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Mihaly Csikszentmihalyi: Flow, the secret to happiness

Mihaly Csikszentmihalyi: Flow, the secret to happiness

Osho, despre ziua iluminarii sale | Osho Joy Meditation Center Osho, despre ziua iluminarii sale Posted on March 21, 2013 by Marius in Evolutie Spirituala, Uncategorized Osho: Îmi amintesc de ziua fatidică de 21 martie, 1953. Timp de multe vieți am muncit – lucrând asupra mea, luptând, făcând tot ce se poate face – și nimic nu se întâmpla. Acum înțeleg de ce nu se întâmpla nimic. Sursa foto:

Se caută scriitori talentaţi! – Featured, Fiction and the City N-o să insist asupra muchiei prăpastiei pe care se află editurile din România și scriitorii. Nu e o noutate și nu prea văd să se schimbe ceva în viitorul apropiat. Pe acest fundal, este enorm de greu pentru tinerii scriitori să debuteze la edituri de prestigiu, care să le asigure o bună vizibilitate a scrierilor. Cât mi-a stat în puteri, pe parcursul timpului, am încercat să ajut mai tinerii confrați să se afirme, netezindu-le calea spre publicarea în reviste, în Tribuna și Timpul, să debuteze cu cărți, scriindu-le rânduri de prezentare pe coperta a IV-a a volumelor. Cu sentimentul că, poate, o să fiu citit de-o viitoare mare poetă sau de vreun viitor prozator excepțional, popularizez regulamentul concursului: Editura Adenium lansează cea de-a doua ediție a Concursului de debut Adenium Start, pentru următoarele genuri literare și/sau grafice: Poezie, Proză, Eseu, Teatru, Literatură pentru copii, Bandă desenată și miniatură grafică. Noul slogan al concursului, „Rupeți rândurile!” 1,785 views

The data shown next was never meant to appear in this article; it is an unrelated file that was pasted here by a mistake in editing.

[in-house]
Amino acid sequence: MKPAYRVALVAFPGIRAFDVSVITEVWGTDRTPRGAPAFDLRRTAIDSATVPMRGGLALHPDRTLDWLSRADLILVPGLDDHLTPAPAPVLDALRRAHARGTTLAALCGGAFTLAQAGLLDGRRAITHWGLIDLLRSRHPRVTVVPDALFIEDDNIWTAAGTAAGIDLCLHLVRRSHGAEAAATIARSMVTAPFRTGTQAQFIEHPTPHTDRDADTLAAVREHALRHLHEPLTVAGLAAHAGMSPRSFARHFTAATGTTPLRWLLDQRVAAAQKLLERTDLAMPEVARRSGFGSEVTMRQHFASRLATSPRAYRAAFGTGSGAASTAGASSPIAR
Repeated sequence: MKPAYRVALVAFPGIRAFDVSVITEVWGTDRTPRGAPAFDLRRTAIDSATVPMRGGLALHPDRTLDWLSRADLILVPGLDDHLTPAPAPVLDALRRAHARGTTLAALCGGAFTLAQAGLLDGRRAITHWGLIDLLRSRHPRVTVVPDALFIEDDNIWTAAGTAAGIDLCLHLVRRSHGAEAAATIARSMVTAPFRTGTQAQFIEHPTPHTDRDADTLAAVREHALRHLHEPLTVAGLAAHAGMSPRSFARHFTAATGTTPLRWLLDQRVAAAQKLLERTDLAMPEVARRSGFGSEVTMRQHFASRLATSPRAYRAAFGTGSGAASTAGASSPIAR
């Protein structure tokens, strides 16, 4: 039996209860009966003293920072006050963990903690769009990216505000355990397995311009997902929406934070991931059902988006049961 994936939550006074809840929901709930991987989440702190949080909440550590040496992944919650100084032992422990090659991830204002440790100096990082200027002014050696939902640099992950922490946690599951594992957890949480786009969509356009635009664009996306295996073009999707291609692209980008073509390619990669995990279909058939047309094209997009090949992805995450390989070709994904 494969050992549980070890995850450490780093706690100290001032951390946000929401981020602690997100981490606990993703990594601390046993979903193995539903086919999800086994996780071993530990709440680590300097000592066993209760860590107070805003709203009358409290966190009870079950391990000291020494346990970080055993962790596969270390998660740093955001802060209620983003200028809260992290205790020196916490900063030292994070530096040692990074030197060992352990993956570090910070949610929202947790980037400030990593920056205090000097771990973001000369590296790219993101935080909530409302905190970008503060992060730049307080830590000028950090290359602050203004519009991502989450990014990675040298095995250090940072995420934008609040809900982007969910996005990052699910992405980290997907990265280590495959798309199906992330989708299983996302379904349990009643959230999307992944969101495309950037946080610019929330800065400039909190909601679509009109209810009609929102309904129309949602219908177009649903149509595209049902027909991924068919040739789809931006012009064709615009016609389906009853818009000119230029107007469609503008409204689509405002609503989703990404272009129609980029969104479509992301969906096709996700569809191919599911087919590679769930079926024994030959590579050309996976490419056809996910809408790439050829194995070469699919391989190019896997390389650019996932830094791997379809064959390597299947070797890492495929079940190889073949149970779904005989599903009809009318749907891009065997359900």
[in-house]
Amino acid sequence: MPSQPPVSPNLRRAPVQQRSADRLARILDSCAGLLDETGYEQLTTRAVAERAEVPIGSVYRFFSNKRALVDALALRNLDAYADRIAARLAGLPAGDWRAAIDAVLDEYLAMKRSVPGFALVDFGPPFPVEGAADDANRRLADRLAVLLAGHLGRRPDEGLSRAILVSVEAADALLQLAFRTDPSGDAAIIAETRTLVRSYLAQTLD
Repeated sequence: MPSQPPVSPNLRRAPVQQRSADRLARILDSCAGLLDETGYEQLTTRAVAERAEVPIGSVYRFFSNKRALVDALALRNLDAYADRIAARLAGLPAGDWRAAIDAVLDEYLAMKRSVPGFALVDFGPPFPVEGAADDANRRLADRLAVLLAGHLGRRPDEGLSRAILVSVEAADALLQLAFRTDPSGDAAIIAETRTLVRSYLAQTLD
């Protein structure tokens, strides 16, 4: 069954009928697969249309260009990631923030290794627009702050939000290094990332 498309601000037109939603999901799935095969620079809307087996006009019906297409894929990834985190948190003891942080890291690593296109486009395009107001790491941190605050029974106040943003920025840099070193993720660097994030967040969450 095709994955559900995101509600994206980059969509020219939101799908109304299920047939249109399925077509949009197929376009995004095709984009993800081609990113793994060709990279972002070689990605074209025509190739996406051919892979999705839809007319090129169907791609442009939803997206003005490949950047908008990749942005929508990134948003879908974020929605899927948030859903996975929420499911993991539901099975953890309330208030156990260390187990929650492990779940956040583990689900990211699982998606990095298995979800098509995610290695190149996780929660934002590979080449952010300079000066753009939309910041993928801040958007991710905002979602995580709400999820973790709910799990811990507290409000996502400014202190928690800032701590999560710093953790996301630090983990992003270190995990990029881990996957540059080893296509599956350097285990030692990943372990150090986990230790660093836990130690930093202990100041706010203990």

Our Brains and Art 9Share Synopsis While most people know on some level that the arts can reach and move us in unique ways, there is actually science behind this. I am a sociologist by training. I come from academic world, reading scholarly articles on topics of social import, but they're almost always boring, dry and quickly forgotten. Yet I can't count how many times I've gone to a movie, a theater production or read a novel and been jarred into seeing something differently, learned something new, felt deep emotions and retained the insights gained. The arts can tap into issues that are otherwise out of reach and reach people in meaningful ways. The turn by many scholars to arts-based research is most simply explained by my opening example of comparing the experience of consuming jargon-filled and inaccessible academic articles to that of experiencing artistic works. Natalie Phillips (2012) used the fiction of Jane Austen in a study about how reading affects the brain. In 1963 famed sociologist Lewis A.